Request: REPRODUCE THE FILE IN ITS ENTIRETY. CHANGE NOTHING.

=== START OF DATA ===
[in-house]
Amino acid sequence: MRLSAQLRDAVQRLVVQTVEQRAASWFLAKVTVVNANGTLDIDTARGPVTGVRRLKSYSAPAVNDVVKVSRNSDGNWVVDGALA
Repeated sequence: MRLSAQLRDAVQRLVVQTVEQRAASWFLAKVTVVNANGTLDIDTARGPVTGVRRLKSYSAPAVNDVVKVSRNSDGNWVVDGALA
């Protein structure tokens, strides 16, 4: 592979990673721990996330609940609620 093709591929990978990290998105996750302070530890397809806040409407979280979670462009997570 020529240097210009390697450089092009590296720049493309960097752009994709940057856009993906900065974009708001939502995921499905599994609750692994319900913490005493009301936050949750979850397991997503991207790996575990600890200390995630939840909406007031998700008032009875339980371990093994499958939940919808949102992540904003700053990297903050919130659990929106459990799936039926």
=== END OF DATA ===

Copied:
[in-house]
Amino acid sequence: MRLSAQLRDAVQRLVVQTVEQRAASWFLAKVTVVNANGTLDIDTARGPVTGVRRLKSYSAPAVNDVVKVSRNSDGNWVVDGALA
Repeated sequence: MRLSAQLRDAVQRLVVQTVEQRAASWFLAKVTVVNANGTLDIDTARGPVTGVRRLKSYSAPAVNDVVKVSRNSDGNWVVDGALA
């Protein structure tokens, strides 16, 4: 592979990673721990996330609940609620 093709591929990978990290998105996750302070530890397809806040409407979280979670462009997570 020529240097210009390697450089092009590296720049493309960097752009994709940057856009993906900065974009708001939502995921499905599994609750692994319900913490005493009301936050949750979850397991997503991207790996575990600890200390995630939840909406007031998700008032009875339980371990093994499958939940919808949102992540904003700053990297903050919130659990929106459990799936039926």